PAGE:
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  • Writer's pictureLove Ballymena

Teamwork driving on dairy farm efficiency in Broughshane

The Hamilton dairy herd at Broughshane.

Alan and Amy Hamilton farm 105 hectares (ha) on the outskirts of Broughshane, County Antrim, in partnership with Alan’s parents James and Gwen.


The family milk 120 cows and rear all beef sired calves. The herd is currently averaging 8,000 litres on 2.4 tonnes of concentrate with a target of achieving 3000 litres of milk from forage.

Alan and Amy have taken the opportunity to become Grasscheck farmers for the Northeast Antrim area.

Kathryn George, Dairying Development Adviser, College of Agriculture, Food and Rural Enterprise (CAFRE) discusses the benefits of utilising data to drive decision making in this dairy business:


Currently there are 15ha in the grazing area and the cows are out by day and housed at night, fed silage and topped up with concentrate in the parlour and out of parlour feeders. After second cut there is a further 8ha brought into the grazing platform. If growth and weather conditions allow the herd will graze day and night, allowing the silage to be dropped out of the system.

Alan and Amy Hamilton with their young son Henry, in the new parlour.

Alan and Amy Hamilton with their young son Henry, in the new parlour.

Alan and Amy work in partnership, they complete the farm walk on a weekly basis and upload to grazing software Agrinet. Grass measuring generates two key pieces of information, firstly the growth rate and secondly the grass wedge depicting amount of grass on hand and where it is located.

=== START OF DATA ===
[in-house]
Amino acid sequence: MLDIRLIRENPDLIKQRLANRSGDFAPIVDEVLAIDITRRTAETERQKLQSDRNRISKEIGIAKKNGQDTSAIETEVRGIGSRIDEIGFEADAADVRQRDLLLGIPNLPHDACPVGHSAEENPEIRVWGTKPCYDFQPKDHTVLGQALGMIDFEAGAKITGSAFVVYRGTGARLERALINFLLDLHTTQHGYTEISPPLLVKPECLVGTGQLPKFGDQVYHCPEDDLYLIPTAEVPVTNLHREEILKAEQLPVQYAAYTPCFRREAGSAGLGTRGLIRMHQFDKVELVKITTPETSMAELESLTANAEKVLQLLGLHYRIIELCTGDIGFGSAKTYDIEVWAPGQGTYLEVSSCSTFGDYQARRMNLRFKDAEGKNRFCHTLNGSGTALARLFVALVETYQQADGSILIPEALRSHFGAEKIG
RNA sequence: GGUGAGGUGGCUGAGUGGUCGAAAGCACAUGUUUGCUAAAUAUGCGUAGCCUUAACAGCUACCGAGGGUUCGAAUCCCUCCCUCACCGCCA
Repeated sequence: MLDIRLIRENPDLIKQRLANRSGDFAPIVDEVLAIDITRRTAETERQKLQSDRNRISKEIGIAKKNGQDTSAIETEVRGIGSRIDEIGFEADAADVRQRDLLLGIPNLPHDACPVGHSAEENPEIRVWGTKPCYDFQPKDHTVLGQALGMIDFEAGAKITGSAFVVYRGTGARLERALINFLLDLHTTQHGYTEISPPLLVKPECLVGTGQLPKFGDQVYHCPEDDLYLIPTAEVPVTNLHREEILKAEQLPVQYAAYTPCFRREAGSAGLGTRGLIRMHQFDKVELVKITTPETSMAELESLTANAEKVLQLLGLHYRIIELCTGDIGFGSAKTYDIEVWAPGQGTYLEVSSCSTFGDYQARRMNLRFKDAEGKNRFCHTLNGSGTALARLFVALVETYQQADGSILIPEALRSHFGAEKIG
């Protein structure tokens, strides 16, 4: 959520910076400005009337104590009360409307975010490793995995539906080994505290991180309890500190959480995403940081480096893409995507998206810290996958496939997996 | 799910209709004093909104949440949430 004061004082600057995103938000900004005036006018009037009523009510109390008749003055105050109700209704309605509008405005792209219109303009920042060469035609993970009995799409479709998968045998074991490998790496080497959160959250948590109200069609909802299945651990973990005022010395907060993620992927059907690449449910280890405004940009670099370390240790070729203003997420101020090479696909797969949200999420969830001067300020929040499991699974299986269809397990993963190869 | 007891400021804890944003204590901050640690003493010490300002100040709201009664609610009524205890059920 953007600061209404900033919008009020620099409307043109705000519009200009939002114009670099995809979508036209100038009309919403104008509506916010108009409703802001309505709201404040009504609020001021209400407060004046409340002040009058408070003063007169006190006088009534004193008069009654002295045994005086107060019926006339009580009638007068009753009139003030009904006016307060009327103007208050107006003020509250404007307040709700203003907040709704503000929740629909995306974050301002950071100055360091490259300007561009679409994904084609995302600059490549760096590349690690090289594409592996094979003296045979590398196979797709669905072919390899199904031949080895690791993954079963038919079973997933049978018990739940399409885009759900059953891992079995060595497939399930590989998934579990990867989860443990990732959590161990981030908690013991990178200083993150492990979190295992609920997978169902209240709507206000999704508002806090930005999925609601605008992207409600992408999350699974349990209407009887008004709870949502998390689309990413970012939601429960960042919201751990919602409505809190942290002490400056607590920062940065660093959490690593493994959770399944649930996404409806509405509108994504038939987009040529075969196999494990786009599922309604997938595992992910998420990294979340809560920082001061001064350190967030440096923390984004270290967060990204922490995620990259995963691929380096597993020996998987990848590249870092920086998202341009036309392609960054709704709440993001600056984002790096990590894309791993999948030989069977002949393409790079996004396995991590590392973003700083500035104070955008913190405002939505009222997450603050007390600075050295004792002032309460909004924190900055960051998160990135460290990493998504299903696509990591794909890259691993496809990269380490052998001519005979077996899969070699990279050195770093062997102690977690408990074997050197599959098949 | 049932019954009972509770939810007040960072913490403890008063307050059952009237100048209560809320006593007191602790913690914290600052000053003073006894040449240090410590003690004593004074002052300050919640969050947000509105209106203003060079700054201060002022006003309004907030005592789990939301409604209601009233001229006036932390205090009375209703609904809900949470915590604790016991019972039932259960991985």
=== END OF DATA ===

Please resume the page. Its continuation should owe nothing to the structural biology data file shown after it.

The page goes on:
The growth rate in conjunction with the weather forecast is key to determining the grazing decisions for the next week, coupled with the grass wedge projecting if there will be a potential surplus or deficit. This spring has been particularly challenging with slower growth in April, May and cooler temperatures experienced in June. Having good timely information has been key to managing grass allocation to the herd through these conditions.

Grass samples are taken fortnightly and sent for analysis to determine dry matter percentage, metabolizable energy, sugar content and crude protein.


Alan says that it is this: “Data coupled with the grass measurement figures offers me plenty of information to base decisions on. It’s also helpful to compare your information with the other Grasscheck farmers in the North Antrim area, and to identify trends.” 


Amy works off farm as a nutritional adviser for a local feed compounder and sets the feeding levels for the herd. 

Last year the couple installed a 20-unit rapid exit parlour with a computerised feed to yield system. Now the out of parlour feeders and the milking parlour are linked enabling targeted feeding of the herd. Previously feeding rate decisions were based on monthly milk recording, whereas now individual yields are available daily.

Kathryn George, CAFRE Dairying Development Adviser

Kathryn George, CAFRE Dairying Development Adviser

Separate feed tables are set up for the heifers and cows. This ensures individual animals nutritional needs are met. Currently heifers are set at Maintenance Plus (M+) 17.5 l litres and cows M+ 22.5 litres and fed to yield at a rate of 0.4kg/litre above maintenance. This development has further enhanced feed efficiency allowing targeted feeding of the herd.

One of the feeding issues has been that the cows are run as one herd calving from August through to the start of May with 80% calving before Christmas. There can be challenges with managing intakes on grass for early lactation animals. 


Kathryn George concludes that: “Having access to good data and more importantly making the time to utilise the information to make timely decisions with clearly defined targets, helps to optimise farm performance.”


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